Why a solution to “fake news” depends entirely on what you think the problem is

Alice Thwaite on 2016-12-06

A pretty cool echo-chamber

There has been a lot of talk in the media recently about echo-chambers. This concern has mainly been directed against ‘fake’ or ‘fraudulent’ news stories that may have increased support for Donald Trump. They believe a lack of accountability on social media led to widespread fear and misinformation which resulted in Trump’s election.

“Fake news” is part of a wider problem concerning how the media should be organised in a digital world. I spend time looking at echo-chambers — so I’d like to broaden the discussion here to news which you are inclined to believe, because it affirms the world-view that you already have.

Here I’d just like to go through what you might believe the problems with echo-chambers are, to show how complicated the problem is…

Self-affirmation leads to echo-chambers leads to “fake news”

An echo-chamber is a digital phenomenon. Whilst in an echo-chamber you only hear opinions and analysis that agrees with your own point of view. This occurs because of personalised algorithms. Search engines and social media platforms recognise themes of the articles you engage with, and in return push back information that you will engage with again.

You shout out an opinion, and the chamber repeats it back to you. Like an echo. The name speaks for itself.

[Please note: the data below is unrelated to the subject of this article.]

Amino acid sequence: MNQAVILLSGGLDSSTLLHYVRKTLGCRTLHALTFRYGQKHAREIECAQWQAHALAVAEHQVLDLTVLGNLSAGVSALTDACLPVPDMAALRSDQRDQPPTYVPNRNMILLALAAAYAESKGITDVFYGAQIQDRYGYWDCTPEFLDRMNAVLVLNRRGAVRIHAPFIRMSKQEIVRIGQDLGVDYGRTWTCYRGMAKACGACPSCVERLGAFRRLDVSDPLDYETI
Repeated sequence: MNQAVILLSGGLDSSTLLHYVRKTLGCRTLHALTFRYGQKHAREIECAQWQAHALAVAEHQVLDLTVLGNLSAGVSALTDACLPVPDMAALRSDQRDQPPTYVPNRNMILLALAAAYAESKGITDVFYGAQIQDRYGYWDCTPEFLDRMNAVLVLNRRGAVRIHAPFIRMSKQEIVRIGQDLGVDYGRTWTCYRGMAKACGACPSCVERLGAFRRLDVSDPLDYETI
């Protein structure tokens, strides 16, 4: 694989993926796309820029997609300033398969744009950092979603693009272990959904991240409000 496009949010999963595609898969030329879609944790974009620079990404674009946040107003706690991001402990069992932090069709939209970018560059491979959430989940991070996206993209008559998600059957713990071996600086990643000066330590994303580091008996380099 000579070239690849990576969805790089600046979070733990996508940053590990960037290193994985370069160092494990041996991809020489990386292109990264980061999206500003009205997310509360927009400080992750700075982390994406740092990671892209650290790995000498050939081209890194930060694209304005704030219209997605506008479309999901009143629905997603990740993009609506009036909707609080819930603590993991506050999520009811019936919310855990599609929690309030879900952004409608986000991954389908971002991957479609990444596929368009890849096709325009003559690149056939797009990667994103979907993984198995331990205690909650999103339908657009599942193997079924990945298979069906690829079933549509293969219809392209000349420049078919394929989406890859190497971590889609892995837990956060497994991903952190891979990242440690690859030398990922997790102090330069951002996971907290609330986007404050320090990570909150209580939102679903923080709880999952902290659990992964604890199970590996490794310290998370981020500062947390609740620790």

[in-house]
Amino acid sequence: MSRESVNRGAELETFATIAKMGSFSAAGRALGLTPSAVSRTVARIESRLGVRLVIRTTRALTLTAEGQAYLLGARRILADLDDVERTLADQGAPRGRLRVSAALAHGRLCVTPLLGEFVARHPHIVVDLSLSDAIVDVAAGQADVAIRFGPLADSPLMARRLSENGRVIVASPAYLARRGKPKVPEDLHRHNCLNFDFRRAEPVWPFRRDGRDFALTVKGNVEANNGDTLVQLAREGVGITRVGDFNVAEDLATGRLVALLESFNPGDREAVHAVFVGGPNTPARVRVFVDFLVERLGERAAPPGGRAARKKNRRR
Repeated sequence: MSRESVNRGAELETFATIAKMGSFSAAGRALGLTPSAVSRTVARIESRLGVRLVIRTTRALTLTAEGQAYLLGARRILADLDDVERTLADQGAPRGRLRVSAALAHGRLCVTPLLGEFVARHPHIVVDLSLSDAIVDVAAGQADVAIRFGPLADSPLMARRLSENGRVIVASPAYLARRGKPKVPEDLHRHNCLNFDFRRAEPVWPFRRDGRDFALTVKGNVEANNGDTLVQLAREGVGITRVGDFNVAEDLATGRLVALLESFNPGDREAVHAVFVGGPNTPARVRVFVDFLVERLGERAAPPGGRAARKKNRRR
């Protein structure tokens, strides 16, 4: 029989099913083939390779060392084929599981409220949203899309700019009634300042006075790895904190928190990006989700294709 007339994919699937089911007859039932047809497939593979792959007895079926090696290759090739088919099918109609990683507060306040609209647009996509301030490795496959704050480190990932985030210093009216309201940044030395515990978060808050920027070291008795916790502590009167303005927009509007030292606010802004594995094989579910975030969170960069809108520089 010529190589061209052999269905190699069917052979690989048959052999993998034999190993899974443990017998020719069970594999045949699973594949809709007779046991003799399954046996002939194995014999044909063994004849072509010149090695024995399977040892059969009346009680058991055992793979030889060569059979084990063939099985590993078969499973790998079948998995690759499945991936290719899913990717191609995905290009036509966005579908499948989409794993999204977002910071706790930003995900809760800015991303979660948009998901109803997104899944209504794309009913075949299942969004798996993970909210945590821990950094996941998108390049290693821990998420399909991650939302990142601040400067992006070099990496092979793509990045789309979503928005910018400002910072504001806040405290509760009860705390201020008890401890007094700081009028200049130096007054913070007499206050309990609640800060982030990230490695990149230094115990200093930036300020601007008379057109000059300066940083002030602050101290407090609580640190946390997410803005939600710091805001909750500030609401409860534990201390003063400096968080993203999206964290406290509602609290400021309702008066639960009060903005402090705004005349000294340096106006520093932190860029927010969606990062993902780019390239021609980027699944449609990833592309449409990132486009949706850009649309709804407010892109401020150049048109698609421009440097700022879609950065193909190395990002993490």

They wouldn’t be a problem if it wasn’t for human behaviour — typically people spend the majority of their time in places where an echo-chamber is prevalent. That is, on social networks.

Echo-chambers are also referred to as ‘filter bubbles’. This terminology acknowledges that articles, opinions and analysis are fed to you via a filtering mechanism. Given you cannot read all the information published on the web, you have to have some system for filtering which information you read and which you ignore.

Previously, a person was more in control of their filters. They could take a look at all the papers available in a newsagent, and choose which publication they would take the time to read. However, given the ‘fire-hose’ of content now produced online, even the ability to assess the mere titles of papers is too overwhelming. As a result, algorithmically induced filters are born. However, these algorithms remove an individual’s control.

Why is this a problem?

Echo-chambers are a problem for democracy, community and discovery. Those most at risk are the people who are unaware of their potential existence, and so are unaware their world-view is extremely narrow. If you live unknowingly in an echo-chamber, you may find alternate points of view extremely shocking, and difficult to accept. You will find it very difficult to build bridges with other groups inside your wider community, and society becomes polarised.

So let’s take a look at some reasons why you’ll find echo-chambers and therefore “fake news” concerning.

1. Freedom of Choice

2. Freedom of Thought

3. Lack of innovation

4. Lack of diversity

5. Low quality information

6. Information Blocking

7. Lack of public debate

There may be other categories — and I would be interested to hear about them — however, my primary intention is to show the diversity of objections to echo-chambers.

For if there is diversity in objections to fake news, then there will be different solutions to the problems caused by echo-chambers. For example, a solution that tries to ban fake news stories from advertising on Facebook differs entirely from one who lobbies for greater transparency from Facebook.